"The power of the peer voice has a huge impact," says Matt Carbary, Assistive Technology Trainer and STATE program coordinator for the RCPD. For Matt, the seemingly simple commitment to providing others with the opportunities that made a difference in his life led him to become the State of Michigan Student Employee of the Year. He was awarded in April 2010 for his outstanding work and dedication to providing resources to students who need them for academic success.
As a freshman at MSU in 2002, Carbary struggled academically until a math professor encouraged him to explore the RCPD. After meeting with Elaine High, RCPD Learning Disabilities Specialist, who helped him work around ADHD, his "grades skyrocketed," he said. "I wouldn't be here without her help."After realizing the importance of a smooth transition from high school to college and discovering the available resources through the RCPD, he decided to remain devoted to helping others overcome the obstacles he faced.
After beginning to mentor with the STATE program in 2003, Carbary was hired as an Assistive Technology Trainer in 2004. "I would have done it for free," he said, "it is so important to make the tools accessible, because there are awesome resources that are often so unused." RCPD supplies technology that help students overcome obstacles created by dyslexia, visual impairment, ADHD, and other learning disabilities. His nomination letter for student employee of the year stated, "Matthew has always been forthright in presenting new, emerging and cutting-edge technologies to the RCPD staff and exploring the potential of this technology to improve the lives of persons with disabilities on the MSU campus."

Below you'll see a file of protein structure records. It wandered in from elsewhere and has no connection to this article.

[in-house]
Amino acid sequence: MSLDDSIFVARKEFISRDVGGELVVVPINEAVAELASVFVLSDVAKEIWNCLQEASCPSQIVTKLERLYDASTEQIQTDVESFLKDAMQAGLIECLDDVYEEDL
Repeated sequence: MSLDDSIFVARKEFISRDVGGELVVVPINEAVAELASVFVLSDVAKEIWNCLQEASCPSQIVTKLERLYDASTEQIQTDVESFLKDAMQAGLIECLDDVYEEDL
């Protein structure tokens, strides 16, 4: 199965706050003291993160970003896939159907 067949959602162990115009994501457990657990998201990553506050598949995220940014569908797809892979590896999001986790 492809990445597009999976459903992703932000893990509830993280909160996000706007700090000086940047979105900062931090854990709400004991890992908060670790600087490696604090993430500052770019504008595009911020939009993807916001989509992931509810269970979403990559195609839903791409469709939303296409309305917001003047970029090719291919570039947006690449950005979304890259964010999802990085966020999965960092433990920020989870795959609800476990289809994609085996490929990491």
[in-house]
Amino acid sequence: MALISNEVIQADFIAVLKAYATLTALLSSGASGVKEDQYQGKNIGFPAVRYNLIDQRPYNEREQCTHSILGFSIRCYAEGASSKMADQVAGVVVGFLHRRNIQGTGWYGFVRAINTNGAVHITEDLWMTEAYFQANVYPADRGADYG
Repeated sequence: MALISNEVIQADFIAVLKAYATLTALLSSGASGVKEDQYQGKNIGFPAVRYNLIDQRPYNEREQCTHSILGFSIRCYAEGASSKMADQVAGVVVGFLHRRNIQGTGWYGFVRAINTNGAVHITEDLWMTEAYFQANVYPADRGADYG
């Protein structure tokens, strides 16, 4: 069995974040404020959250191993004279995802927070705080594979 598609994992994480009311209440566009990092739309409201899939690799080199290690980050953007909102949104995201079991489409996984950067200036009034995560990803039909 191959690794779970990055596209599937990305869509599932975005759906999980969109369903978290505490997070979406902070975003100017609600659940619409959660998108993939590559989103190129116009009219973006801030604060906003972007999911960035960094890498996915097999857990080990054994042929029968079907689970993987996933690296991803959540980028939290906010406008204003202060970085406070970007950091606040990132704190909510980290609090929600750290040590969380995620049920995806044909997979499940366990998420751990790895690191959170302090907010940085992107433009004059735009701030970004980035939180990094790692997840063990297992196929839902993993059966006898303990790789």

Carbary's contagious passion for helping others has largely contributed to his success as Assistive Technology Trainer, many say. While many students struggle to adopt new resources, "Matthew has made this process much easier and more successful and comfortable for a great number of students during the past few years. His compassionate attitude combined with his enthusiasm for technology always inspires the students he serves. This has transformed the perspective of these students from discouragement to unlimited positive opportunity," his nomination letter, written by seven RCPD staff members, said.
"Matt grew with the RCPD for over 6 years. We are delighted that this team effort became a state of Michigan success story showcasing ability, opportunity and service," said RCPD Director Michael Hudson.
Going far above and beyond the requirements of his job, Carbary took it upon himself to make others aware of the resources he could have used upon entering his first year. Elaine High said that his desire to give was exceptional, so he started accompanying her to high school visits to discuss the college transition. "Giving back gives him energy," she said, "The more he can help, the better he feels." In 2009, he became the mentor coordinator for the STATE program after six years of being a mentor himself.
"The number one thing I have learned is self-advocacy," said Carbary. In his work with other students, he emphasizes the importance of encouraging students to take the next step in "use the RCPD resources to help take control of your disabilities and not let your disabilities take control of you." He hopes that in the future, more departments and students will be aware of the resources available.
Carbary graduated in 2007 with a BS in Political Science, and in the fall of 2008, he began the Master of Public Policy program at MSU. After working with the South Lansing Community Development Association for four years, he hopes to work in the nonprofit, community development, and public policy realms to make a difference- potentially in disability resources. In Spring 2010, he defended his thesis on the effect of business development on community social indicators.
According to High, Carbary's lifelong dedication to helping others is the reason for his success. "He is very special in wanting to give back. He is so caring- If he can help someone, that makes him happy," said High.